It’s 2016, I’m listening to 52 albums in 52 weeks. For more info on what this is about, read this.
Have you ever found yourself completely at odds with the rest of society that you question your own sanity? You find yourself opposed to an opinion so overwhelming you wonder if you’re truly suffering from an incurable madness. That’s generally how I feel whenever I listen to most music before 1980. Some would call the 1960s-1970s the golden era of music, and if you skim any “best of all-time” list, you’ll usually find a majority of the top spots taken by albums released in that time period. I’ve always found this strange because I think all these albums sounds exactly the same.
Sure, if you put on a Rolling Stones song, then play a Beatles song I can tell you differences, and that’s true with everything I’ve heard this past week with David Bowie’s The Rise and Fall of Ziggy Stardust and the Spiders from Mars, but on their own they don’t inspire much beyond indifference. It’s music that someone else plays and I tune out and think about my own life. Which is fine. But I’m always a little startled when someone my age says these albums are the greatest of all time or changed their life significantly. If you’re going to make a claim like that, please explain to me how that is the case.
For bands like The Beatles or The Beach Boys, at the very least they get the argument of “they did it first.” It can be argued that the sound they achieved is so revolutionary and should be appreciated because no one had done it before, and I can certainly buy that argument. From a historical point of view I can understand why I should understand the merit of something like Sgt. Pepper’s Lonely Hearts Club Band, or The Beach Boys’ Pet Sounds. These have important places in the halls of music history, but everything else along the way that brought us to today that didn’t necessarily do anything on their own? I say “meh.”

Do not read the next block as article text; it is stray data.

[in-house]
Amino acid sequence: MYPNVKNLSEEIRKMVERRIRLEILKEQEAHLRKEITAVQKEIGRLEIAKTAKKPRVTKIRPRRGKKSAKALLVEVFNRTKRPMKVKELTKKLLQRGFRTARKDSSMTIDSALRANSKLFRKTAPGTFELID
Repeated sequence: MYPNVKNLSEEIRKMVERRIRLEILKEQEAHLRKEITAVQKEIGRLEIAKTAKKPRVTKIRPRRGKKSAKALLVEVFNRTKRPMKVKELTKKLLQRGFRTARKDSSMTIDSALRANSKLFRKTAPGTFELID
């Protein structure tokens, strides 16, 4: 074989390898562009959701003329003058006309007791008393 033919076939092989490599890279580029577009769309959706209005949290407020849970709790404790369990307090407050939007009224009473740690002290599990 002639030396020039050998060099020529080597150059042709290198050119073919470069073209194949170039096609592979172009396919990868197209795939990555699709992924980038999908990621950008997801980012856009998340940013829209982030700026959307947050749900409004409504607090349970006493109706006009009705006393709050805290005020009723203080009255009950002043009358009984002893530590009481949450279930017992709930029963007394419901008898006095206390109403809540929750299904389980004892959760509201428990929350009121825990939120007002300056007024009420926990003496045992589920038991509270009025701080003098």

Which is exactly how I feel about Ziggy Stardust. The music is pleasing, but nothing stands out. I might prefer some tracks over others, but not enough to seek them out on their own. I also don’t find anything about the story of the album to be worth returning to. A bisexual alien spreads news of the impending apocalypse with songs on his guitar? He’s also a conceited alien so his bandmates (spiders from mars) threaten to smash his fingers at one point. Whoopee? Compared to the deeply personal confessions found in last week’s album, this leaves a lot to be desired.
I think it’s obvious that music is a lot more diverse today than it’s ever been, and it’s probably moronic to criticize the past for not being as modern as the present, but it’s just as moronic to award the past today by the past’s standards. There’s no point in paying tribute, we’ve done that for decades now. If we can’t get over that, then there’s no point in making a “best of all-time” list, because we can’t get past our favoritism for our elders, and it shafts the artists who are making worthwhile creations today.
Really there’s no one who understood keeping up with the times better than David Bowie. A man who reinvented his life more times than most people have regular lives. As FiveThirtyEight pointed out, pop culture looked like David Bowie. Even Bowie’s last album, Blackstar, was inspired by the work of Kendrick Lamar, who Bowie considered so influential to the sphere of music that he felt the need to get in on the action. I feel it’s perfectly fitting to make the point that we should adapt to the times and focus on the future on the week that was meant to reflect on David Bowie’s most well-known work.
With that in mind, next week I’ll be listening to Black Star. Wait what, the David Bowie album? No. Oddly enough Bowie named his album after another album he really loved called… well, Black Star. Actually its full title is Mos Def & Talib Kweli Are Black Star. Bowie even did an interview with Mos Def in Complex magazine talking about how much he loved a particular song off this album. You can check it out on Spotify or listen to it on YouTube. For those of you who don’t know, Mos Def just retired from music and film this past week.